Palaxy Tracks Red Eyed Fly, February 15Palaxy Tracks

Palaxy Tracks

Palaxy Tracks

Red Eyed Fly, February 15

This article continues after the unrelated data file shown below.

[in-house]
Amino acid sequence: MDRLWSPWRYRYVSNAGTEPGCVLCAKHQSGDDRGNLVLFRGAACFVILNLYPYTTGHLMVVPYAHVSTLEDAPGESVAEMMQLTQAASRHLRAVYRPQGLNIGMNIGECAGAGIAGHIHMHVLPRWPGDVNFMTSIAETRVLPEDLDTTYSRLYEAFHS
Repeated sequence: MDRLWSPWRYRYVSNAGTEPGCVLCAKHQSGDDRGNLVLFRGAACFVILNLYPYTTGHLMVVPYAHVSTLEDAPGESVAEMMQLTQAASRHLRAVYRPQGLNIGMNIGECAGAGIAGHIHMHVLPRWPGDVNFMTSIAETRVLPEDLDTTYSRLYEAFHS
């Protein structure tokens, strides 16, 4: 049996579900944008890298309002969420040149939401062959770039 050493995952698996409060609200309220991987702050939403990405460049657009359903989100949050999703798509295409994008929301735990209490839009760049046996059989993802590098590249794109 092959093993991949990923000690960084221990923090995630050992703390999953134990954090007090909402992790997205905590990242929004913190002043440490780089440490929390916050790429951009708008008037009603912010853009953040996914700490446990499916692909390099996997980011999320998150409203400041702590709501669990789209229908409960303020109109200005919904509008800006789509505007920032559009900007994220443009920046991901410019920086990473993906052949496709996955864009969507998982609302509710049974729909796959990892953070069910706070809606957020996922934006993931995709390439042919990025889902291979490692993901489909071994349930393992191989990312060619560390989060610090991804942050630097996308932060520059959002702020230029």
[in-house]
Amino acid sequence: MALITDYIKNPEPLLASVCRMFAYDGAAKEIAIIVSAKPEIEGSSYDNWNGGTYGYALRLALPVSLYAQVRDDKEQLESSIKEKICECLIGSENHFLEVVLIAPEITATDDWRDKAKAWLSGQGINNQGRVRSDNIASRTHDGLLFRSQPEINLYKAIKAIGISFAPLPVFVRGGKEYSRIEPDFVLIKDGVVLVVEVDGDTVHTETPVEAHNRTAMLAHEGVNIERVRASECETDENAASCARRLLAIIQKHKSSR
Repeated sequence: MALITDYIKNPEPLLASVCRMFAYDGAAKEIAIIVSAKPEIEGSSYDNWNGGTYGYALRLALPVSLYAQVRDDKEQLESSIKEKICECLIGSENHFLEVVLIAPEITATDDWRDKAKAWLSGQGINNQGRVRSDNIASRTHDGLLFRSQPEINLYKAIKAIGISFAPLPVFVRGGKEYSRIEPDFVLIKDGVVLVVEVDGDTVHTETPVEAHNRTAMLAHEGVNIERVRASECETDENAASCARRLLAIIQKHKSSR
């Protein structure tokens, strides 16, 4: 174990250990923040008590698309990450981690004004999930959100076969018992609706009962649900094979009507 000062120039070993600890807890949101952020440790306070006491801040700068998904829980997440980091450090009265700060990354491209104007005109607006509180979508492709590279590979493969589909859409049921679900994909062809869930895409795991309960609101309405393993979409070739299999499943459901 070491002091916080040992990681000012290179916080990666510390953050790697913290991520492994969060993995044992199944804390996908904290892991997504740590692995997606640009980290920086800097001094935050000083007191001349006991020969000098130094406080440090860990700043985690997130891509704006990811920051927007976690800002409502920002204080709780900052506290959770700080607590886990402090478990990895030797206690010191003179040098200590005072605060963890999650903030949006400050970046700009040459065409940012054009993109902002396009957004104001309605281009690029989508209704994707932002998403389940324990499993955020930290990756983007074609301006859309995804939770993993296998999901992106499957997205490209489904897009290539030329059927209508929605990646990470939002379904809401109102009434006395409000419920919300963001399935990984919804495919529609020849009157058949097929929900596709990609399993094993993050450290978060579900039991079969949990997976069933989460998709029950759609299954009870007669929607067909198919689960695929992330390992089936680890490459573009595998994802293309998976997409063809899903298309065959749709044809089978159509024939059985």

On a rainy Thursday evening, as the storm blew in after midnight, you still couldn't find a decent parking space in the Sixth Street/Red River corridor. Who the hell was out on a night like this? Thirty or so people in the Red Eyed Fly's new lodge, that's who. And the four guys in Palaxy Tracks. In fact, walking toward Waller Creek from a distance where shuttles should shuttle, you could hear the band's Spiritualized wall of sound clear as rain. Was someone playing outside at Stubb's next door? Nope. As you drew closer, it was obvious that the perfectly echoed ring was coming from out back of the Red Eyed Fly's small storefront. No wonder the lady across the street kept calling the cops. Thing is, this is the spot Mayor Kirk Watson wanted to turn into the equivalent of San Antonio's Riverwalk area -- an entertainment district. While housing goes up all around the "entertainment district" on the other side of Congress -- Austin Music Hall, Antone's, La Zona Rosa -- housing already exists at odds with the Sixth Street area; for years residents have complained about loud music. Sorry folks, you're living at ground zero of Austin's tourist trade. Loud music is the order of the night. Besides, this is downtown of a growing metropolis, not Round Rock. No wonder Palaxy Tracks is moving to Chicago -- it's a real metropolis. Judging from this, one of Palaxy Tracks' last local shows (there's this weekend's show at the Ritz and South by Southwest), Austin is down another amenity. Playing the roomy stage on what used to be the Red Eyed Fly's outdoor deck, the band ignored the flapping blue tarp tied across the high north wall of steel girders -- atop which now sits a handsome new wooden roof that's supported on the opposite side by an equally sturdy rec center-type wall -- Palaxy Tracks' tight, 45-minute set was as full-bodied and warm as its surroundings. Amidst the heater lamps, Christmas lights, and wooden deer head hung on the oak tree growing through the roof, the band filled out the atmospheric pop from last year's promising The Long Wind Down with two guitars, burbling, spacey keyboards, and enough minor chords and up-tempos to drown out the rain now battering the roof. "I hope we're all drunk enough," said singer Brandon Durham at one point. Sounding as good and confident as Palaxy Tracks did, you didn't need be -- the buzz was already there.

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